This issue was more of a bridge but it that doesn’t mean that it lacked in the Fun Factor.
This part focused primarily on the confrontation between Harley Quinn the father of the man that Harley’s new squeeze, Mason Macabre accidentally killed. Emphasis on the word accident. The rest of the issue involved the rest of Harley’s extended family stopping the henchmen on the Mayor’s henchman who was the one actually responsible for transferring Mason from prison to Arkham Asylum.
I wouldn’t call #24 complete filler. We got to see Harley’s team work together to stop Cecil’s henchmen when they raid the hideout. There was some interaction between Zena Bendamova and Harvey Quinn and we also got to see Goat Boy help out a new Harley recruit. The artwork is fantastic but a part of me wondered if we were going to see more of Harley’s new extended family instead of Harley herself. It’s not that I am against new players. I just wondered/worried if the book will rely too much on the team making quips on being all smashy smashy.
That being said, Harley does have a fascinating array of supporting characters on her roster:
- Harlem Harley is African American
- Bolly Quinn is Asian.
- Sy and Zena are no Spring Chickens
- Harvey Quinn is the token guy.
- Mike the Rooster
I like to commend the team for creating a very diverse team without them making a big issue out of it. Unlike some writers, they just do it. They don’t create characters to demonstrate how ‘open minded’ they are. They don’t make a big stink about diversity and in a time where race and gender (and age) representation are big issues, I think that Palmiotti and Conner do a fantastic job incorporating these elements and do so effortlessly without feeling like it was being pandered to me.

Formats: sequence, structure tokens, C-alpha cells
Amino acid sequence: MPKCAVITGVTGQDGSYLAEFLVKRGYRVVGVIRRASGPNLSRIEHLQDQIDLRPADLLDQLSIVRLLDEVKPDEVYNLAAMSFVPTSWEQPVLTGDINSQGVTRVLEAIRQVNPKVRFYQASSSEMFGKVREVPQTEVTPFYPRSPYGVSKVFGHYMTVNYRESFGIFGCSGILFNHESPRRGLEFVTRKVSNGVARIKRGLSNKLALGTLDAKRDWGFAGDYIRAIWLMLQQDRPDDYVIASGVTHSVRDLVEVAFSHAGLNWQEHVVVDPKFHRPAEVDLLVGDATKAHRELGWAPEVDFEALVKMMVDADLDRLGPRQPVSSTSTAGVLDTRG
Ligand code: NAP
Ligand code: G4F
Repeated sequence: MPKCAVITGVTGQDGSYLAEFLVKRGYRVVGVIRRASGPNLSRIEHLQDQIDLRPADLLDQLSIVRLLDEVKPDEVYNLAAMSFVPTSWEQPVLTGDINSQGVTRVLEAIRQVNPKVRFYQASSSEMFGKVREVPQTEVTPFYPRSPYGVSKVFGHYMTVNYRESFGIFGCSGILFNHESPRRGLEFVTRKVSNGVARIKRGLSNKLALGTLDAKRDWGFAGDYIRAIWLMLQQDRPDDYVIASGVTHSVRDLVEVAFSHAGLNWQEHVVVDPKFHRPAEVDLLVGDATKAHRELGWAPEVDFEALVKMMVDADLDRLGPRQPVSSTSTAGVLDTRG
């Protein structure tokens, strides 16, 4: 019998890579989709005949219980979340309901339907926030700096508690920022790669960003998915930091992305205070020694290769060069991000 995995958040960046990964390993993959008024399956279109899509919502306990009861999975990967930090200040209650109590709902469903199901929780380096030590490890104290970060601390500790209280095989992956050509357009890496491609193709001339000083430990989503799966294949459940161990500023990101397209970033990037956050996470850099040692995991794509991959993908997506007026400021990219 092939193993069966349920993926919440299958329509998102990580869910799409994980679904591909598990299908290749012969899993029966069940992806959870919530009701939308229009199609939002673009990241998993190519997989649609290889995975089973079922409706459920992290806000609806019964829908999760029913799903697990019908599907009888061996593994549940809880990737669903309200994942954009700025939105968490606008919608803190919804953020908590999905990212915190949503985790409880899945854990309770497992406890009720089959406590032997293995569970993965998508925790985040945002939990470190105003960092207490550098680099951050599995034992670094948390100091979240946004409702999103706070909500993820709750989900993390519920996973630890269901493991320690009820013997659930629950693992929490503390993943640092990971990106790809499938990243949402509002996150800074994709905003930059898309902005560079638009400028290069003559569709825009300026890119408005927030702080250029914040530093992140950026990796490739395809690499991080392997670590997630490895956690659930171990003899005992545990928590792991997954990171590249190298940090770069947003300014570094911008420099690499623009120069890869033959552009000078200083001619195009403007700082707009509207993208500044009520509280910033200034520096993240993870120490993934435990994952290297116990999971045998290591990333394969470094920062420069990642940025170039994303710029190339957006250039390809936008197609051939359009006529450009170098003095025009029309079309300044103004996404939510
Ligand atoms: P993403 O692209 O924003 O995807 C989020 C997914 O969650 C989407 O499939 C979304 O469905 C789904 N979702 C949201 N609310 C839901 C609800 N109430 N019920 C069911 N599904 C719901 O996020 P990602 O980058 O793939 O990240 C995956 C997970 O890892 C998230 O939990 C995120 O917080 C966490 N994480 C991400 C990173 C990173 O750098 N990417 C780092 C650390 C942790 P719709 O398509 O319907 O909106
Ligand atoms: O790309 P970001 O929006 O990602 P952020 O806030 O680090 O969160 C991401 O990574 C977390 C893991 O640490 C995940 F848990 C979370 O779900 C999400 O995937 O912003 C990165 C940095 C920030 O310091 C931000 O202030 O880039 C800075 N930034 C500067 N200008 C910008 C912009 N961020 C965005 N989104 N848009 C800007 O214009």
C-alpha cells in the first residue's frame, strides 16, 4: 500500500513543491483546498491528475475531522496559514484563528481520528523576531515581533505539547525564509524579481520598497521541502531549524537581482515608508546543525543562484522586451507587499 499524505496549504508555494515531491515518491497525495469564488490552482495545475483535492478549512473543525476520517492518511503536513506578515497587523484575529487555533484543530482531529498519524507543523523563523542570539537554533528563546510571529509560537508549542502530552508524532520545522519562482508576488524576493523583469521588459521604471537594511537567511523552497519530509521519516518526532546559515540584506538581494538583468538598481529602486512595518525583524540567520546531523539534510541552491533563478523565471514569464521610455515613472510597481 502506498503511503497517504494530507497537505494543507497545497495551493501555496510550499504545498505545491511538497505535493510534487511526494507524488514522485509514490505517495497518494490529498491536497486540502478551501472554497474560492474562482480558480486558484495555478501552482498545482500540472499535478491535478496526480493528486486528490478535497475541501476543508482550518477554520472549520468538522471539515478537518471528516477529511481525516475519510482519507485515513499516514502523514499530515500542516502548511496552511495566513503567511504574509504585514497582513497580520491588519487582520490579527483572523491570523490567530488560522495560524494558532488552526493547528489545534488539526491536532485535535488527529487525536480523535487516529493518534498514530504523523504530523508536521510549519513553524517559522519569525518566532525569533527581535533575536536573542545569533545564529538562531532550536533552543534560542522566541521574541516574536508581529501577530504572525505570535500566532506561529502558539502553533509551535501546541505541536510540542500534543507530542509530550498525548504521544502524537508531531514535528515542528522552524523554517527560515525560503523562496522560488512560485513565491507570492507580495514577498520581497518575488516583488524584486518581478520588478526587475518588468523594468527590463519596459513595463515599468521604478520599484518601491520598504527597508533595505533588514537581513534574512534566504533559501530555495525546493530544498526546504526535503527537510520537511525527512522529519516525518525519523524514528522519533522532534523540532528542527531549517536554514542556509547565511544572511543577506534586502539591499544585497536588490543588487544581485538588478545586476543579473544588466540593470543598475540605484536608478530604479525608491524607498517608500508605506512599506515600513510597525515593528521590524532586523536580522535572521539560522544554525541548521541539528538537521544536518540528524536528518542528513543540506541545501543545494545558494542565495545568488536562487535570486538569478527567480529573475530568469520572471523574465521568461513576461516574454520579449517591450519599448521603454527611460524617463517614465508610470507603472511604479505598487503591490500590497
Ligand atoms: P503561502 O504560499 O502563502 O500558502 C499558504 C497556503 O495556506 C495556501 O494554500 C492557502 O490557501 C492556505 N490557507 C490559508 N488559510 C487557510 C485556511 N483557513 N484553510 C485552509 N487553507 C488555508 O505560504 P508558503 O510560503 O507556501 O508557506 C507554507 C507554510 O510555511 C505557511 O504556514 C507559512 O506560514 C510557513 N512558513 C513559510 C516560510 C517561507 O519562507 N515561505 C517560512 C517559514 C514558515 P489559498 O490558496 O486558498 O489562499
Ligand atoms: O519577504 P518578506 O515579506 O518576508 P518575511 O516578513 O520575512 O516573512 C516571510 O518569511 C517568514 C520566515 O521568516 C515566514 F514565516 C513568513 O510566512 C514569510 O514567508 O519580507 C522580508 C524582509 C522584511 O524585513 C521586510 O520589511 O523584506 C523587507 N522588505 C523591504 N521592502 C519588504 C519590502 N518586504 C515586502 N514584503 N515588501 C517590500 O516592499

The part that stood out to me was the confrontation between Harley and the mayor. What I liked about this part was that it demonstrated that Harley is capable of being serious to the point and dangerous. The mayor wouldn’t without being protected by guards. She is a credible threat even when she is not smashing things around with her mallet. She can have a thoughtful and personal conversation about saving the life of someone that she cares about. Her reaction when he stuffed a cig between her breasts to snub her was priceless.
It didn’t look dirty or pervy. To me, it was more dismissive and condescending. I thought that the artwork here perfectly captured a moment that any other artist would have interpreted one way and artist Chad Hardin did so brilliantly. The obviously sexual suggestion didn’t have that dirty connotation. I clearly saw it but disappeared not long after. If others would have done this, they would have been labeled as ‘nasty’ or ‘perverted’ however they would have drawn it. Chad Hardin did it in a way that made it looked more like a massive diss.
I would definitely love to see more of this Harley.
It wasn’t an issue that you would expect to see some deep philosophical revelation about Harley or some meta observation about the art form. I will commend Amanda Conner for having a fantastic grasp of the male form. Because of Harvey Quinn, I can’t wait to see the new “Harley Quinn and her Gang of Harleys” mini.